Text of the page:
• Levelt, W. J. M. (1993). The architecture of normal spoken language use. In G. Blanken, J. Dittman, H. Grimm, J. C. Marshall, & C.-W. Wallesch (Eds.), Linguistic disorders and pathologies: An international handbook (pp. 1-15). Berlin: Walter de Gruyter.
  • Levinson, S. C. (1997). Contextualizing 'contextualization cues'. In S. Eerdmans, C. Prevignano, & P. Thibault (Eds.), Discussing communication analysis 1: John J. Gumperz (pp. 24-30). Lausanne: Beta Press.
  • Levinson, S. C. (1997). Deixis. In P. V. Lamarque (Ed.), Concise encyclopedia of philosophy of language (pp. 214-219). Oxford: Elsevier.
  • Levinson, S. C. (1997). From outer to inner space: Linguistic categories and non-linguistic thinking. In J. Nuyts, & E. Pederson (Eds.), Language and conceptualization (pp. 13-45). Cambridge University Press.
  • Levinson, S. C. (1993). Raumkonzeptionen mit absoluten Systemen. In Max Planck Gesellschaft Jahrbuch 1993 (pp. 297-299).
  • Levinson, S. C., Pederson, E., & Senft, G. (1997). Sprache und menschliche Orientierungsfähigkeiten. In Jahrbuch der Max-Planck-Gesellschaft (pp. 322-327). München: Generalverwaltung der Max-Planck-Gesellschaft.
  • McQueen, J. M., & Cutler, A. (1997). Cognitive processes in speech perception. In W. J. Hardcastle, & J. D. Laver (Eds.), The handbook of phonetic sciences (pp. 556-585). Oxford: Blackwell.
  • Noordman, L. G., & Vonk, W. (1997). The different functions of a conjunction in constructing a representation of the discourse. In J. Costermans, & M. Fayol (Eds.), Processing interclausal relationships: studies in the production and comprehension of text (pp. 75-94). Mahwah, NJ: Lawrence Erlbaum.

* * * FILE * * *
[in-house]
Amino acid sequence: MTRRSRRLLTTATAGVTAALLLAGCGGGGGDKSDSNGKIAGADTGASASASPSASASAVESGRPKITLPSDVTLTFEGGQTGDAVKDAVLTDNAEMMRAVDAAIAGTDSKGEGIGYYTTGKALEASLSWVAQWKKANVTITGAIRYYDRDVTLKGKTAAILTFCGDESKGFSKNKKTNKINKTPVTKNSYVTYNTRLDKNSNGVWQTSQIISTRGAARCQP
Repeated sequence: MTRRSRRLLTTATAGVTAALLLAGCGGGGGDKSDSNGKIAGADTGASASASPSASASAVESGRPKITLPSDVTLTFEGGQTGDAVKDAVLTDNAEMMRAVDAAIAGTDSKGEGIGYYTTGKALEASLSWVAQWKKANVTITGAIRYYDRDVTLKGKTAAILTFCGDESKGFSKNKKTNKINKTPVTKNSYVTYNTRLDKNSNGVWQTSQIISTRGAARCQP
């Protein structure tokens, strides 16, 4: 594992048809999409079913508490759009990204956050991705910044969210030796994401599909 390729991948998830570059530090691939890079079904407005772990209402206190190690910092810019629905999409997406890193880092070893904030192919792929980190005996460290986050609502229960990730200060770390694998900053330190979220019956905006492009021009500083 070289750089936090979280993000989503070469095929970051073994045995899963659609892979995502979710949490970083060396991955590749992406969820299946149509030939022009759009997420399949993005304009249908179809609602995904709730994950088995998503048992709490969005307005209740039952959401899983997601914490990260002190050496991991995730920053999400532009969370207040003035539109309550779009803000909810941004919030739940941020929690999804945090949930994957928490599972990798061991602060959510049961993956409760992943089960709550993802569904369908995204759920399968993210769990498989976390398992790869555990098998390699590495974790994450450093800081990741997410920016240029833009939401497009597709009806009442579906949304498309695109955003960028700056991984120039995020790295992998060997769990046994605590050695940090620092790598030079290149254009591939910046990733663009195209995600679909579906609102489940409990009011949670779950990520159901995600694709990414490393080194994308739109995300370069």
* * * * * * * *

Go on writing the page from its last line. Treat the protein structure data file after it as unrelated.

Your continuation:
• Perdue, C., & Klein, W. (Eds.). (1993). Concluding remarks. In Adult language acquisition: Cross-linguistic perspectives: Vol. 2 The results (pp. 253-272). Cambridge: Cambridge University Press.
  • Senft, G. (1997). Introduction. In G. Senft (Ed.), Referring to space - Studies in Austronesian and Papuan languages (pp. 1-38). Oxford: Clarendon Press.
  • Senft, G. (1997). Magic, missionaries, and religion - Some observations from the Trobriand Islands. In T. Otto, & A. Borsboom (Eds.), Cultural dynamics of religious change in Oceania (pp. 45-58). Leiden: KITLV press.
  • Senft, B., & Senft, G. (1993). Mwasawa - Spiel und Spass bei den Trobriandern. In W. Schiefenhövel, J. Uher, & R. Krell (Eds.), Im Spiegel der Anderen - Aus dem Lebenswerk des Verhaltenforschers Irenäus Eibl-Eibesfeldt (pp. 100-109). München: Realis.
  • Senft, G. (1993). Mwasawa - Spiel und Spaß bei den Trobriandern. In W. Schievenhövel, J. Uher, & R. Krell (Eds.), Eibl-Eibesfeldt - Sein Schlüssel zur Verhaltensforschung (pp. 100-109). München: Langen Müller.
  • Seuren, P. A. M. (1993). The question of predicate clefting in the Indian Ocean Creoles. In F. Byrne, & D. Winford (Eds.), Focus and grammatical relations in Creole languages (pp. 53-64). Amsterdam: Benjamins.
  • Skiba, R. (1993). Funktionale Analyse des Spracherwerbs einer polnischen Deutschlernerin. In A. Katny (Ed.), Beiträge zur Sprachwissenschaft, Psycho- und Soziolinguistik: Probleme des Deutschen als Mutter-, Fremd- und Zweitsprache (pp. 201-225). Rzeszów: WSP.
  • Skiba, R. (1993). Modal verbs and their syntactical characteristics in elementary learner varieties. In N. Dittmar, & A. Reich (Eds.), Modality in language acquisition (pp. 247-260). Berlin: Walter de Gruyter.
  • Trabasso, T., & Ozyurek, A. (1997). Communicating evaluation in narrative understanding. In T. Givon (Ed.), Conversation: Cognitive, communicative and social perspectives (pp. 268-302). Philadelphia, PA: Benjamins.